Sept. 17 (UPI) -- A Food and Drug Administration panel voted Friday to recommend a third dose of Pfizer's COVID-19 vaccine for those over age 65, health care workers and people at high risk for occupational exposure to the virus.
An FDA official said those at high risk most likely would include teachers and essential infrastructure workers.
The agency's Vaccines and Related Biological Products Advisory Committee voted unanimously to recommend that the FDA approve the booster for everyone at least 16 years old who meets that criteria.
The FDA proposed, and the panel agreed, that approval for the so-called booster shot would come initially as an emergency use authorization, subject to final approval when more safety and efficacy data is available.
Since the proposal came from the FDA, the agency is very likely to approve the recommendation, though a spokesman said that the plan might be tweaked.
The Advisory Committee for Immunization Practices will meet next week to advise the Centers for Disease Control and Prevention how to apply the FDA's eventual approval.
The CDC scheduled a meeting of its vaccine advisers for next Thursday and Friday. The CDC must approval any booster doses given under the authorization.
On Friday, the FDA panel reviewed the latest clinical data from Pfizer about the vaccine, which has been administered to tens of millions of people so far, and heard advice from outside advisers. The CDC also provided input.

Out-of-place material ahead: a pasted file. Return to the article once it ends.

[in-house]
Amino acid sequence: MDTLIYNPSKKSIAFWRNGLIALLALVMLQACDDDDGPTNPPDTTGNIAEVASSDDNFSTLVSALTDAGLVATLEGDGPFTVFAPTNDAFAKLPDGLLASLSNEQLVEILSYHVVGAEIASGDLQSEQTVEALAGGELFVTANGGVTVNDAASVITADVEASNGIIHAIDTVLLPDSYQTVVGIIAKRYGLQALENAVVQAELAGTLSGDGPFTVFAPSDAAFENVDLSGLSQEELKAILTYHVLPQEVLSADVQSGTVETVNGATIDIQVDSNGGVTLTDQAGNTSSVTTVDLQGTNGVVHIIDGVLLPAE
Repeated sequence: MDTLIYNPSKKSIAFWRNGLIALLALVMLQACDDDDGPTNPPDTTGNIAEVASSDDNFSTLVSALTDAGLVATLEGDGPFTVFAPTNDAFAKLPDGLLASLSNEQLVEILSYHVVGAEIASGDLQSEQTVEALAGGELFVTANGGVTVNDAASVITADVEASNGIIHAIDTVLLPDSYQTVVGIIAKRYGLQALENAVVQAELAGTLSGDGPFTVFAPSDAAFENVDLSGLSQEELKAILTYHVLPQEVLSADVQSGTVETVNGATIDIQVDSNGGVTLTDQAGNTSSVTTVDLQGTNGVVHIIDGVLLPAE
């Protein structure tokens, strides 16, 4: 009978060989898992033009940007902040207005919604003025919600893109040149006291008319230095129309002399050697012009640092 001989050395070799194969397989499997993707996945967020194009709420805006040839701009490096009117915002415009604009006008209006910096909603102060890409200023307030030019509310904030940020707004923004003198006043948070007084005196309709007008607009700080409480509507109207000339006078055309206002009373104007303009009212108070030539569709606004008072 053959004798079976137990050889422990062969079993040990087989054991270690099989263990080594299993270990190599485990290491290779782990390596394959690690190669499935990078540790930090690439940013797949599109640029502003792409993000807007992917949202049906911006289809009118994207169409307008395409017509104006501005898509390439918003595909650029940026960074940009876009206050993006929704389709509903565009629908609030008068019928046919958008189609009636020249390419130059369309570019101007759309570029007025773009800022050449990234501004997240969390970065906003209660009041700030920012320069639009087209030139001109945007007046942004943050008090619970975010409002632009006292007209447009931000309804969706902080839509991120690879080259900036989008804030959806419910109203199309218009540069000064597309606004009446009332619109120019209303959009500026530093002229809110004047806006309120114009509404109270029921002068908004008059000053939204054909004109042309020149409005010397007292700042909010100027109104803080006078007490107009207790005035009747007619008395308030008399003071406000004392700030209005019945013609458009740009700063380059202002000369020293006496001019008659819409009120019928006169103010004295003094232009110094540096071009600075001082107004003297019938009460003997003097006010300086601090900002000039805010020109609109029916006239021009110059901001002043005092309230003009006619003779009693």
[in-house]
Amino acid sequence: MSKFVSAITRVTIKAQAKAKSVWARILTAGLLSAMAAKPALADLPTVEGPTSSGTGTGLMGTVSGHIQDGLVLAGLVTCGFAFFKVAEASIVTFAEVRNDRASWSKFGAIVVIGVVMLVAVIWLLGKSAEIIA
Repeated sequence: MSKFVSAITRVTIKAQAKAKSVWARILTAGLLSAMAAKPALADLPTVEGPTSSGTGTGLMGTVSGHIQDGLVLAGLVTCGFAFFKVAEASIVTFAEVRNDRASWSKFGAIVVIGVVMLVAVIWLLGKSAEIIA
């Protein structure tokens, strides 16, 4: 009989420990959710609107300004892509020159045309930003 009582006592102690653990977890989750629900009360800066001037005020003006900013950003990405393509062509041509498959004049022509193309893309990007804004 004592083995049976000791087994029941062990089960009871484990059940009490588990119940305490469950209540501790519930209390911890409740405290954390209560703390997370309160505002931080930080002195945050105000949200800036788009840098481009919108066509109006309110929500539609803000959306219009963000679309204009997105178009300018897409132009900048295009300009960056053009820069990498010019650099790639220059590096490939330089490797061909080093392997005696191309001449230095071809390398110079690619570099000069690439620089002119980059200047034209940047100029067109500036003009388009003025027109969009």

The vote is non-binding, but the FDA typically acts on the committee's recommendations. The agency will decide afterward if it should formally change approval guidance for Pfizer's coronavirus vaccine, which received emergency authorization in December and full approval last month.
Earlier this week, a group of FDA scientists said a third dose of Pfizer's vaccine almost certainly increases antibodies in recipients and offers greater protection against COVID-19. However, they stopped short of saying the extra dose is needed by a majority of Americans.
Though the Biden administration said it hopes to begin providing booster shots by next week, experts on Friday they're likely not necessary yet because even with waning immunity, the two-shot regime of Pfizer still largely protects against severe cases of COVID-19.
In August, U.S. health officials said they wanted to make a third dose of the Pfizer vaccine available starting Monday, mainly as a result of the Delta coronavirus variant, which is more infectious than the original strain.
"It's unclear that everyone needs to be boosted, other than a subset of the population that clearly would be at high risk for serious disease," said Dr. Michael Kurilla, a member of the FDA advisory committee and a National Institutes of Health official.
Some studies suggest the Pfizer vaccine declines in effectiveness over time, and other research indicates that it does not. FDA scientists have also said they're looking at studies from Israel that have shown decreasing effectiveness.